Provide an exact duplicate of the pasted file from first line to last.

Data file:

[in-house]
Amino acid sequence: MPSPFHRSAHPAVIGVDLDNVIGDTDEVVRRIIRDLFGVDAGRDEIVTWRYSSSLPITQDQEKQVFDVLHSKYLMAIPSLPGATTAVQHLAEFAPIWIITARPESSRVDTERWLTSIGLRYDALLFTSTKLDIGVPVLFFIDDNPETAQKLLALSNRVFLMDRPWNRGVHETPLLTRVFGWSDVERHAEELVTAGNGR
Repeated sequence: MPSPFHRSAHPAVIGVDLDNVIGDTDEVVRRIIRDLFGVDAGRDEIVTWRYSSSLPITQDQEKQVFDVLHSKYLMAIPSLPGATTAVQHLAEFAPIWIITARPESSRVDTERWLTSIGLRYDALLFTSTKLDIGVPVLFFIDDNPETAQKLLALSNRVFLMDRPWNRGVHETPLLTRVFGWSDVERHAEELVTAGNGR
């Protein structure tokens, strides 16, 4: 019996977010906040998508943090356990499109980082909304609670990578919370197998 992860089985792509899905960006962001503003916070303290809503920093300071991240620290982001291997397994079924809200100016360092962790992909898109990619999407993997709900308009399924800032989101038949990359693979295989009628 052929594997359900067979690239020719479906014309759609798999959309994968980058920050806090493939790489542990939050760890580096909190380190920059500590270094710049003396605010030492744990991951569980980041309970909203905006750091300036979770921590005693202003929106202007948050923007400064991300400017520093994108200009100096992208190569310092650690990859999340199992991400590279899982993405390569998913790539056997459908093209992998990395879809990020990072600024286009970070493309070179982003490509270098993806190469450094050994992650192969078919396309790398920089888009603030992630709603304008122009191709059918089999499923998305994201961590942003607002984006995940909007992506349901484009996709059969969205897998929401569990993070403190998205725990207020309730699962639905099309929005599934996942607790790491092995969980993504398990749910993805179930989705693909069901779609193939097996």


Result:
[in-house]
Amino acid sequence: MPSPFHRSAHPAVIGVDLDNVIGDTDEVVRRIIRDLFGVDAGRDEIVTWRYSSSLPITQDQEKQVFDVLHSKYLMAIPSLPGATTAVQHLAEFAPIWIITARPESSRVDTERWLTSIGLRYDALLFTSTKLDIGVPVLFFIDDNPETAQKLLALSNRVFLMDRPWNRGVHETPLLTRVFGWSDVERHAEELVTAGNGR
Repeated sequence: MPSPFHRSAHPAVIGVDLDNVIGDTDEVVRRIIRDLFGVDAGRDEIVTWRYSSSLPITQDQEKQVFDVLHSKYLMAIPSLPGATTAVQHLAEFAPIWIITARPESSRVDTERWLTSIGLRYDALLFTSTKLDIGVPVLFFIDDNPETAQKLLALSNRVFLMDRPWNRGVHETPLLTRVFGWSDVERHAEELVTAGNGR
């Protein structure tokens, strides 16, 4: 019996977010906040998508943090356990499109980082909304609670990578919370197998 992860089985792509899905960006962001503003916070303290809503920093300071991240620290982001291997397994079924809200100016360092962790992909898109990619999407993997709900308009399924800032989101038949990359693979295989009628 052929594997359900067979690239020719479906014309759609798999959309994968980058920050806090493939790489542990939050760890580096909190380190920059500590270094710049003396605010030492744990991951569980980041309970909203905006750091300036979770921590005693202003929106202007948050923007400064991300400017520093994108200009100096992208190569310092650690990859999340199992991400590279899982993405390569998913790539056997459908093209992998990395879809990020990072600024286009970070493309070179982003490509270098993806190469450094050994992650192969078919396309790398920089888009603030992630709603304008122009191709059918089999499923998305994201961590942003607002984006995940909007992506349901484009996709059969969205897998929401569990993070403190998205725990207020309730699962639905099309929005599934996942607790790491092995969980993504398990749910993805179930989705693909069901779609193939097996």